With the rise of fake news stories, we’re unfortunately in a day and age where information can’t be trusted until we know where it’s from and if it’s accurate. This especially applies to farmers when it comes to company claims.
In early March, weed scientist Mark Loux posted a blog on the Ohio State University Weed Management website about a conflict between two “agrichemical giants” over an herbicide ad one of them ran that cited a study conducted by Ohio State and Purdue universities in 2016.
Referring to them as Large Company S and Large Company D, Loux explained how the ad that Company S ran claimed the Ohio State and Purdue study found its product resulted in a “yield advantage” over Company D’s product. Company D then asked Ohio State to review the ad for accuracy. The scientists found there was no significant difference in yield between the two products.
“Nonetheless, someone at Large Company S HQ decided to average yields between studies and create an ad that made it look as though there was high yield for their product,” Loux writes.
When confronted by the scientists, Company S admitted it ignored the statistics and figured no one would notice.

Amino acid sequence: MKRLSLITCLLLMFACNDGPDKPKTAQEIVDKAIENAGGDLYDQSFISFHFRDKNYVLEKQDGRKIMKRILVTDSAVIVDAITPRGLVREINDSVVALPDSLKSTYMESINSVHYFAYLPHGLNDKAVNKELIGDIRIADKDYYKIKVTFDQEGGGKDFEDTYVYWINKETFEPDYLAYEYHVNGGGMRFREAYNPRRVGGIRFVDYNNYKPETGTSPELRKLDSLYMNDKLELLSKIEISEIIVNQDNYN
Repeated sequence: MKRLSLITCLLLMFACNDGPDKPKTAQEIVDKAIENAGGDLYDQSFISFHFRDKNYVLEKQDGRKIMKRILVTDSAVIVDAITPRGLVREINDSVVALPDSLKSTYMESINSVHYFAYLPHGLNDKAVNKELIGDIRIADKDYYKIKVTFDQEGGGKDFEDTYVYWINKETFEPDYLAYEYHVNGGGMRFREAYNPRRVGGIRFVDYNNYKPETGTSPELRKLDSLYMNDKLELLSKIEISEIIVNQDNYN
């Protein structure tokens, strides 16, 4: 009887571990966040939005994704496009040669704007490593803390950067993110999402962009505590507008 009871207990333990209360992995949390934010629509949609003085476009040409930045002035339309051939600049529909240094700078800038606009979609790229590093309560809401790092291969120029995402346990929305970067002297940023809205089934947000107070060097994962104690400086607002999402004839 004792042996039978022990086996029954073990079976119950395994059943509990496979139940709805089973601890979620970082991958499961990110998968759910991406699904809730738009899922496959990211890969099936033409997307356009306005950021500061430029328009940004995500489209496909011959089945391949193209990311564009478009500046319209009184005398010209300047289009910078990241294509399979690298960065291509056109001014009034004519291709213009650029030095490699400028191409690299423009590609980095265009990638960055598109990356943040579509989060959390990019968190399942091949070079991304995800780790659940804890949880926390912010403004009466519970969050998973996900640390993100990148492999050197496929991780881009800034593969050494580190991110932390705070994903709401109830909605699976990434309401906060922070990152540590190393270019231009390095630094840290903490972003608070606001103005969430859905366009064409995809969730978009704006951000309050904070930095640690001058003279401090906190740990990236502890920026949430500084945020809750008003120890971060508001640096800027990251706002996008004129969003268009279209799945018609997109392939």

“We’ve been doing this for 25-plus years,” Loux says, “and have observed numerous instances where companies manipulated data somewhat or ignored statistics to create the story they want.”
He adds, “It’s a mistake to ever trust the yield results shown in herbicide ads.”
So what should you do if you’re interested in a product and want to know whether it’s worth the investment? If a company is citing a third-party source, as was the case with the herbicide ad, see if you can find the original study or research to determine if the results presented are accurate. We also recently published this article from South Dakota State University Extension on how to look at statistical analysis to separate fact from fiction.
But perhaps the most accurate way to determine how effective a product will be is to test it yourself. Randy Tholen commented on the SDSU article that he’s been doing on-farm research for the past 6 years and warns that growers should be very careful when buying products.
“It's all about marketing and all about the money for these companies selling the products,” he says. “They will come up with pictures and yield data for their product but in all these years of testing I have been unable to duplicate their claims.”
To learn how to conduct your own on-farm research, check out the article “10 Steps for On-Farm Research Success.”